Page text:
"their coast was from Aroer,
that is on the bank of the river Arnon,
and the city that is in the midst of the river,
and all the plain by Medeba"
Okay, I'm gonna need you to do me a favor to fully appreciate this post. Would you please grab your Bible, or go online, and look at the Book of Joshua, chapters 13 through 19. If you have time, read them through; if you don't, just skim them over to get an idea of the information being disseminated. But please, go back and read them through later ~ there's good stuff in there!
Now, this section of chapters, as you can see, has a lot of words. And those words are what some folks consider to be the most tedious in all of Scripture: names. Names of Israelites, names of enemy nations, names of cities, and geographical identifiers like mountains and bodies of water. Hazar Shual, Sharuhen, Dabbasheth, and the Valley of Jiphthah El. We can't pronounce them, we can't spell them, and most of them don't mean anything to us.
So why are they there? Couldn't God have condensed this information? Made it more manageable for us? We'd get the same message out of it, wouldn't we?
Well, I've long believed that I'm cheating myself if I skim over anything in Scripture, but that effort on my part doesn't always make it easy to get anything out of details like these. Sometimes I do recognize a name, of a person or place, that I can connect elsewhere in Scripture, but mostly I just try to appreciate that for some reason, God wanted these details enumerated.
Now, I am slightly partial to the "begats". You know, those lists of genealogy: "Solomon, begat Roboam, who begat Abia, who begat Asa, who begat Josaphat..." (that portion was from Matthew 1). I had a pastor once who made me see these names of children of God, as if He were pointing people out to us in a family picture. Once I saw them as precious to Him, instead of just a list of old guys, I became more interested in them.
But listings of places ~ especially if they no longer appear on maps ~ and enemy tribes or pagan kings, have always been a little harder for me to read. That is, until I studied this passage in Joshua. This is the passage we are going over in my Bible study this week. As I'm studying it, I'm coming to a greater appreciation of these details, for two reasons.
First, for history. God knew that the Bible would not just be a book of faith, wisdom and guidance, but a book of history. There are many things written in Scripture that are verifiable in other places historically, and things found elsewhere in historical documents that can be verified in Scripture. Passages like this help to do that.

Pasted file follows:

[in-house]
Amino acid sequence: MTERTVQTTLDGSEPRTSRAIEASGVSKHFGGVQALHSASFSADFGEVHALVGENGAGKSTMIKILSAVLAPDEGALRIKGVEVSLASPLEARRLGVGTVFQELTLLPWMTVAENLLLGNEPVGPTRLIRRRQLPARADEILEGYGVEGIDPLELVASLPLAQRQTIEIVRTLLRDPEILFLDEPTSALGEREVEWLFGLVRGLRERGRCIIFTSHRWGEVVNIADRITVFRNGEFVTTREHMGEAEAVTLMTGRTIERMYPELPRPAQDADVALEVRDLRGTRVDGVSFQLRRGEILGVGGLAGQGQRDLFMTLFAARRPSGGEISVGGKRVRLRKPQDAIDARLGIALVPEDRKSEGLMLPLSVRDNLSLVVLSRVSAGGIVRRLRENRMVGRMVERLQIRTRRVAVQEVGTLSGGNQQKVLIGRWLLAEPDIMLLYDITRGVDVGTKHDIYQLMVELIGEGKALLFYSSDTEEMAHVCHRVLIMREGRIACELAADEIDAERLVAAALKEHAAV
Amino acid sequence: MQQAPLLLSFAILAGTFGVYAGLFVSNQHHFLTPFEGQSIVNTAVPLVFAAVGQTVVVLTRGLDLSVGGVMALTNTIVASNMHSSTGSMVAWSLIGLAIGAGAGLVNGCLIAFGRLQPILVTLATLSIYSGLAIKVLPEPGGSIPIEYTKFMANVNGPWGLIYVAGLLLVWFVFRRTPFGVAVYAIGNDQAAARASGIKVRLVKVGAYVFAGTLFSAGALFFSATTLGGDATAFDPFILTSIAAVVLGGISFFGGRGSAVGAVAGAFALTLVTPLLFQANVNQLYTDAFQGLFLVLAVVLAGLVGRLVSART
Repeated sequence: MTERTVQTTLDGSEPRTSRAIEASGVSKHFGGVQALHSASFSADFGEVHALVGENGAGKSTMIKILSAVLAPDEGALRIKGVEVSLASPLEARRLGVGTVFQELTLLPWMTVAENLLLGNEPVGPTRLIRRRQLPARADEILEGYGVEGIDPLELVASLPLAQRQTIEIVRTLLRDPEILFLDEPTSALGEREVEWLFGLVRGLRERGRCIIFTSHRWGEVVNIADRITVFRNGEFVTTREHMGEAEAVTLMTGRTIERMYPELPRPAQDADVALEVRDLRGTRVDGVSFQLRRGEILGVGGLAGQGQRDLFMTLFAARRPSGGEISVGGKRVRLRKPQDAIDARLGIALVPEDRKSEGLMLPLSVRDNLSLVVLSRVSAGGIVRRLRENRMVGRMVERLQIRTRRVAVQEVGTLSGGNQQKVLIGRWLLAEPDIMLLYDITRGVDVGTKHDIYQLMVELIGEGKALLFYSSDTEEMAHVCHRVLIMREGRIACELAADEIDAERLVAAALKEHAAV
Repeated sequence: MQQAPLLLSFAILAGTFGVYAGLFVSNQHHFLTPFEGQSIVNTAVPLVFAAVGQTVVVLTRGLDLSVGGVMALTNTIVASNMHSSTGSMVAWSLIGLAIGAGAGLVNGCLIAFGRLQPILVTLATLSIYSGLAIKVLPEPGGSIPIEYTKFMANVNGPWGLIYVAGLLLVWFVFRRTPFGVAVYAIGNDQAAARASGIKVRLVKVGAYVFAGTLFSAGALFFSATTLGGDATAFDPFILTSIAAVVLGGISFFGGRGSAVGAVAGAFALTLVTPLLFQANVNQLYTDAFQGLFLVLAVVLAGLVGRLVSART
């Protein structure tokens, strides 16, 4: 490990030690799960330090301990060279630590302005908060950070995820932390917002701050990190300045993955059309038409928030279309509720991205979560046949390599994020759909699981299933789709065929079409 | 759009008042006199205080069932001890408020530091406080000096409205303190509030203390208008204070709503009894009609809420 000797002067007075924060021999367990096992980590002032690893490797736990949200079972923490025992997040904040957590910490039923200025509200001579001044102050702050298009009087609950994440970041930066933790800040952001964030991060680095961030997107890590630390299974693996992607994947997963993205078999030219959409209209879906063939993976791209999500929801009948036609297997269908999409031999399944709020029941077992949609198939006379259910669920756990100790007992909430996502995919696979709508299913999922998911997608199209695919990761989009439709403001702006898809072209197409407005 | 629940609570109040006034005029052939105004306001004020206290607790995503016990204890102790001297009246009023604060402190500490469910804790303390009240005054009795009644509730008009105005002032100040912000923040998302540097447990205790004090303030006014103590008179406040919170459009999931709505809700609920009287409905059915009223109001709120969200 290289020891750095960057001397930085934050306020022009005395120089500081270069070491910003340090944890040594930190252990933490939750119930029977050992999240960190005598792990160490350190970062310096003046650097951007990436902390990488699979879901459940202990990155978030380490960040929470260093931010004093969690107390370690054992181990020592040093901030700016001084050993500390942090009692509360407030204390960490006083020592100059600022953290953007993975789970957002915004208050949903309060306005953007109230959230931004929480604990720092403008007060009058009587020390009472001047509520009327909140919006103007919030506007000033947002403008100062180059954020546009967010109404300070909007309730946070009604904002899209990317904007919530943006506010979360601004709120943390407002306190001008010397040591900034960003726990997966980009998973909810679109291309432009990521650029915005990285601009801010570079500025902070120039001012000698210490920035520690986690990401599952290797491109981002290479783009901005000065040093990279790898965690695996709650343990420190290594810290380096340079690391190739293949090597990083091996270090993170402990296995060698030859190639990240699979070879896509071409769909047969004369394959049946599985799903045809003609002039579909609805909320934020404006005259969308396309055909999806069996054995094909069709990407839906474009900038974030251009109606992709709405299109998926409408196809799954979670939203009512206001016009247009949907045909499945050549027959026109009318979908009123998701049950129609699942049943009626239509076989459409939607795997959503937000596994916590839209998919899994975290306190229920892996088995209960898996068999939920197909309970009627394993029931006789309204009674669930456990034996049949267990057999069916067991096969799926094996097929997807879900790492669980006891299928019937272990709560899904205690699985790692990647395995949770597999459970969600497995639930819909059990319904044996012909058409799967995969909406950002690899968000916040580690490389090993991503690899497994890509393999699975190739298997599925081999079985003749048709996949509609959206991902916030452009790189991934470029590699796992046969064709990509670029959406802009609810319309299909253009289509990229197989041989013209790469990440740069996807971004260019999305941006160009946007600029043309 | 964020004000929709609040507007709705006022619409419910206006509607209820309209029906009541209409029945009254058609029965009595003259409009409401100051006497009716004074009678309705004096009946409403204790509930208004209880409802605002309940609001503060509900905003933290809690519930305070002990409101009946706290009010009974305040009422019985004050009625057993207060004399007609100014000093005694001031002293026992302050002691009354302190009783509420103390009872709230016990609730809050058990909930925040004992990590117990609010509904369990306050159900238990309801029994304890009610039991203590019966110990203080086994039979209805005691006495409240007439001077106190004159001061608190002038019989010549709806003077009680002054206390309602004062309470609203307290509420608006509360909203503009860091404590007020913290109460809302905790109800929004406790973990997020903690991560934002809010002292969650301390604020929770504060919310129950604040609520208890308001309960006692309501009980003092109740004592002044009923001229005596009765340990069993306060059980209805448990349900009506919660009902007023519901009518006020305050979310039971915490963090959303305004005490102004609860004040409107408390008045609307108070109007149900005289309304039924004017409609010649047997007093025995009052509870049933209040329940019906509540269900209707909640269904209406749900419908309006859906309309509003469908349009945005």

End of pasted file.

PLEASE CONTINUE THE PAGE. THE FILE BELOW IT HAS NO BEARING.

But I also am thinking about how important these details were to the children of Israel. They made it very clear whose territory was where, and how far it extended. Now, if it were you, wouldn't you be paying a whole lot of attention to the details? We care about the little things, when they impact our life, right?
Case in point: my washing machine broke a couple of days ago. I opened it up, and it was full of water, and I got that dreaded "uh oh" feeling.... So I turned the knob, and started it from a different point in the rinse cycle, and then walked away to do other things, hoping the tub full of water had just been a fluke. But the next time I checked it, the tub was still full of water, and it was starting to smell funny. Fortunately there weren't clothes in it, just a bathroom rug and the dog's blanket.
So, I came in and told the Apple of my Eye that the washer was acting up, and we discussed a few possible problems. All the solutions seemed expensive, though. You know how it is: even getting a repairman out to diagnose the problem is expensive. So I went online instead, and found some information that might be helpful. And it turns out that the problem is a switch. You know how a washing machine won't work when the lid is open? And when you close the lid, it pushes down on a lever? Well there's something wrong with that lever. And until the Apple of my Eye can get do a little exploring on how to replace it, I have discovered that I can make it work if I stand and hold the lever myself. I have to hold it just so, using the thumb and forefinger of my left hand, and jimmying the lever just right with a chopstick in my other hand. And of course, I have to stand there while the tub drains and spins. It's even a little interesting (and a little painful) to stand there and watch the washing machine go through its motions. And while I watched the clothes spin, I thought about things. Like levers on a washing machine. Buttons and knobs and wires and hoses and myriad pieces of metal. Details. Details that really matter to me, especially when one of them stops working.
The details in my washing machine, are part of the whole. Valuable parts. Most of them, if you showed them to me, would mean nothing, but without them the product is incomplete, and even useless. But I found myself thanking God for these tiny details.
So, too, do I thank Him for the details in Scripture. I might look at them individually, and wonder what they're for, what purpose they serve, but just because I don't see the purpose doesn't make them invaluable. I can certainly trust the judgement of the Manufacturer who wrote the Manual, can't I? I hope you'll join me in praising God for the details of His Word.
~ " 'All this,' David said, 'I have in writing
as a result of the Lord's hand on me,
and He enabled me to understand
all the details of the plan.' " ~
1 Chronicles 28:19